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WAPA calls for wider WiFi adoption

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In the wake of World WiFi Day this week, the Wireless Access Providers Association (WAPA), is calling on government and industry in South Africa to rethink WiFi.
WiFi is a transformative technology that makes life convenient for some, but it is also the only affordable, high-performance broadband access technology for many South Africans, according to the association.
WAPA, representing more than 220 WiFi network operators and technology companies, calls for government to officially recognise WiFi technology as “the third pillar” of a national broadband strategy, as articulated in the National Broadband Policy.
This strategy, to connect 100% of South Africans to the Internet at 10Mbps is extremely ambitious, and is fundamentally focused on two technologies: fixed line (ADSL and fibre) and mobile (3G and LTE).
WAPA believes that, to meet both the targets for connectivity, and for innovation and choice in the market, this policy is missing a critical factor – low-cost networks in license-exempt spectrum, connecting communities over long distances. The most well-known, and consistently proven, technology here is WiFi.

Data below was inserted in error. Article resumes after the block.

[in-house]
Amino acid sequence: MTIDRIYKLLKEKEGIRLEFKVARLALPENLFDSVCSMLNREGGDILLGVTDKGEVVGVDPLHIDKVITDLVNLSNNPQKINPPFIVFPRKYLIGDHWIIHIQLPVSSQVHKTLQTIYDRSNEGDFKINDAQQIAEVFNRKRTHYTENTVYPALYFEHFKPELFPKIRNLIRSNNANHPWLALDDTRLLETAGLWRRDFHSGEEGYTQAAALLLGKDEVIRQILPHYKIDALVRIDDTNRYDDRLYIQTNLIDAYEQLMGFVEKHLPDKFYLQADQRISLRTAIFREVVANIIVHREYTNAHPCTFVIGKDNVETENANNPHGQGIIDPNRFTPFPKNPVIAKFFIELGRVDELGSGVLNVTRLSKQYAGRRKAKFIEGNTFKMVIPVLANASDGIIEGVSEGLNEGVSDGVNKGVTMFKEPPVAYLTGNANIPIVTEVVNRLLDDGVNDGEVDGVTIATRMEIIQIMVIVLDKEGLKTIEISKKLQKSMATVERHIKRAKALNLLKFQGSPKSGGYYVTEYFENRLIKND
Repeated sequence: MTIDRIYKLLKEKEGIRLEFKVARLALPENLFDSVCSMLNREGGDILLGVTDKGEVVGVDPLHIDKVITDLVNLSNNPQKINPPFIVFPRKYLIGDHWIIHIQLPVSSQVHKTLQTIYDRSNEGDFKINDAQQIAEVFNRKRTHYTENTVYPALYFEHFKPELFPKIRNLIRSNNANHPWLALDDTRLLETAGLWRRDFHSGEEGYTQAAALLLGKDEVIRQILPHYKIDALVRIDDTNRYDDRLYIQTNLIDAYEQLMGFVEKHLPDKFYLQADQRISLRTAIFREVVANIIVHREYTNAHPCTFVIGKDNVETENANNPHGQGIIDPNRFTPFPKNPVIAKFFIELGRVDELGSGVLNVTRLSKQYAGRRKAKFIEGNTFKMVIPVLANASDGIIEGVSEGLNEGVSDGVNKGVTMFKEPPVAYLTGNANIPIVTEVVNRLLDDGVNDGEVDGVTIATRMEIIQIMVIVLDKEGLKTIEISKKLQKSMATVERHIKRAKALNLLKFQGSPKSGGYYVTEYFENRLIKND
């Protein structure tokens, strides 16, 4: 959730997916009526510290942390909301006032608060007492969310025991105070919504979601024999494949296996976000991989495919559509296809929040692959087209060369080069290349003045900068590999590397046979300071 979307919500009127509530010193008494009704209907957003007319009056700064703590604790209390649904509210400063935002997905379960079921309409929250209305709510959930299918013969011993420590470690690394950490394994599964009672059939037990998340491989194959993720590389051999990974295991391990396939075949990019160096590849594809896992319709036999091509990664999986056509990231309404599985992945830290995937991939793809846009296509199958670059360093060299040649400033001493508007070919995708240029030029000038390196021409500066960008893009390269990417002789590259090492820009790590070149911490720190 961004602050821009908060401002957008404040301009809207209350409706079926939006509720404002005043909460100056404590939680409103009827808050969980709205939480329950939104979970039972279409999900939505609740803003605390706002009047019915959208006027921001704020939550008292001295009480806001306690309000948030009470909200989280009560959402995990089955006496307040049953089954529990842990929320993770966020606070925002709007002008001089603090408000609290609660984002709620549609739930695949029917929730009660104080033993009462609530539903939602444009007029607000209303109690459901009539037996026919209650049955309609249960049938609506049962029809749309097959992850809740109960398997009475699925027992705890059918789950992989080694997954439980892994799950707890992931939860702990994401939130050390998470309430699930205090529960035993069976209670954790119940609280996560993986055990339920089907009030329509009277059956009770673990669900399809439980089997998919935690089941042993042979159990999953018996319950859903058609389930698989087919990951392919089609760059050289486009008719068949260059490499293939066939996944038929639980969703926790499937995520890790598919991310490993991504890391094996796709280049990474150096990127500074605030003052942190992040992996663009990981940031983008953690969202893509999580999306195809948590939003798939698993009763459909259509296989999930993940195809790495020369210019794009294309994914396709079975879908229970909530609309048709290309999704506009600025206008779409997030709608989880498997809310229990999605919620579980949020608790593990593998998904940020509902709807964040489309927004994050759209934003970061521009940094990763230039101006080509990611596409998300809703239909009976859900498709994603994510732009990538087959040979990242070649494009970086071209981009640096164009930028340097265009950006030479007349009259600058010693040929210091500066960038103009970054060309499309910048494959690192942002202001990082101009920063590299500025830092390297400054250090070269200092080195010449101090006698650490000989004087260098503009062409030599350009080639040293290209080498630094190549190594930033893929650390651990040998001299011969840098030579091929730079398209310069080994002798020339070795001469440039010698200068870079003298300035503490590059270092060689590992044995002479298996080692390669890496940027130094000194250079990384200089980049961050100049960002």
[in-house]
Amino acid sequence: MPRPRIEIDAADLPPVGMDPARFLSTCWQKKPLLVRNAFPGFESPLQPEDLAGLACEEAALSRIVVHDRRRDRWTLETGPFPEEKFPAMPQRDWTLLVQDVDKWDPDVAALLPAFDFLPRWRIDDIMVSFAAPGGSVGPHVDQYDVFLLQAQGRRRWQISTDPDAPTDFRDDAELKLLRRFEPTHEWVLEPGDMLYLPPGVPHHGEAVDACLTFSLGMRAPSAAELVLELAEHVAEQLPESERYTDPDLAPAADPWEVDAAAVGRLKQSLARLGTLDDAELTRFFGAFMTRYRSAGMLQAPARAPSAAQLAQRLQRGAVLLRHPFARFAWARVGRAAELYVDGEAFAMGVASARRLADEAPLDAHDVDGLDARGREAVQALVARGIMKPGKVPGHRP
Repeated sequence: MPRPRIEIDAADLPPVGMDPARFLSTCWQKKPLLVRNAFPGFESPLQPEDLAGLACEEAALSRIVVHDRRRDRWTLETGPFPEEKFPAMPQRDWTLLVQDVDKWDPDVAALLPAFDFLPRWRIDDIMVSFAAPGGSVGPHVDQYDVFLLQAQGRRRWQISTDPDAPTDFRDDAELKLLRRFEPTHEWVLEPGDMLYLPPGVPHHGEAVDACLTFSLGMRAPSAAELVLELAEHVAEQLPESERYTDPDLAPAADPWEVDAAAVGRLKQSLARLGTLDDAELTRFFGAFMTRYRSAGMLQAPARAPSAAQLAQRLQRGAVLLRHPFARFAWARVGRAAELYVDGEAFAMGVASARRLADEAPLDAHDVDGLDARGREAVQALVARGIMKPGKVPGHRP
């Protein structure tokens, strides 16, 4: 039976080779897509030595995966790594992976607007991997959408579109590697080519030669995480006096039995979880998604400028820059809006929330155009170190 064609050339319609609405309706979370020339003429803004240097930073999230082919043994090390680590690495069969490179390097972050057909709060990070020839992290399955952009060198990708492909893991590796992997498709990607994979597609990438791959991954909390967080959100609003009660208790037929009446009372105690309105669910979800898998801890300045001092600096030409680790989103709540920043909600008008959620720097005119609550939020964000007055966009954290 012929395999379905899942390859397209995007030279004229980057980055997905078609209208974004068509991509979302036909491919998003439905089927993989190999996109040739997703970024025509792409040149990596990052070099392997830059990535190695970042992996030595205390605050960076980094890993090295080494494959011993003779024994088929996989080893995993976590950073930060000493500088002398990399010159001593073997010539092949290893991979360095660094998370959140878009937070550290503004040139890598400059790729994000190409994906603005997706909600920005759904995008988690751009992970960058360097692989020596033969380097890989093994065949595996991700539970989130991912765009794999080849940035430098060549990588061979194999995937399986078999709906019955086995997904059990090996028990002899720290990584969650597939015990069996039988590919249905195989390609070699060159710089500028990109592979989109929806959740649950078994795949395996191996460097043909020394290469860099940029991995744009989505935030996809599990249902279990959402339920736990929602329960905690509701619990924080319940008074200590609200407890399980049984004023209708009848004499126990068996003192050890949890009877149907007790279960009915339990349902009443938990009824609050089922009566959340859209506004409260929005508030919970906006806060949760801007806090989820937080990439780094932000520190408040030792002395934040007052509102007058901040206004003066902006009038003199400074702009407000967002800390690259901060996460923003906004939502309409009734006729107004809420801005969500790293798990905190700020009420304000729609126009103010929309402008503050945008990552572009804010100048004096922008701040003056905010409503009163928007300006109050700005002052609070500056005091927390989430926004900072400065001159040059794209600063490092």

Tim Genders, WAPA chairperson, comments: “WiFi has proven itself again and again as not just a convenient way to connect your laptop or tablet to your home or office network, but also as a way to connect homes and offices to the national fibre backbone networks.”
It’s important to note that WiFi has two main applications in operator networks. In public places, such as restaurants, hotels, government buildings, schools and more, WiFi hotspots give people access to the Internet by connecting them over short distance to a high-speed backhaul network, usually a fixed line connection such as fibre.
The more important application in a national context is the so-called “point to point” or “point to multipoint” WiFi, as a low cost, reliable and high-performance last-mile or backhaul link. This is what most WAPA members use it for, to connect a home, school or small business to a base station located on a high-site over many kilometres. Distances of 10-15km are common. This allows Wireless ISPs to bring connectivity to farms and villages in rural areas, or to households in urban areas where ADSL or 3G is not available, or prohibitively expensive.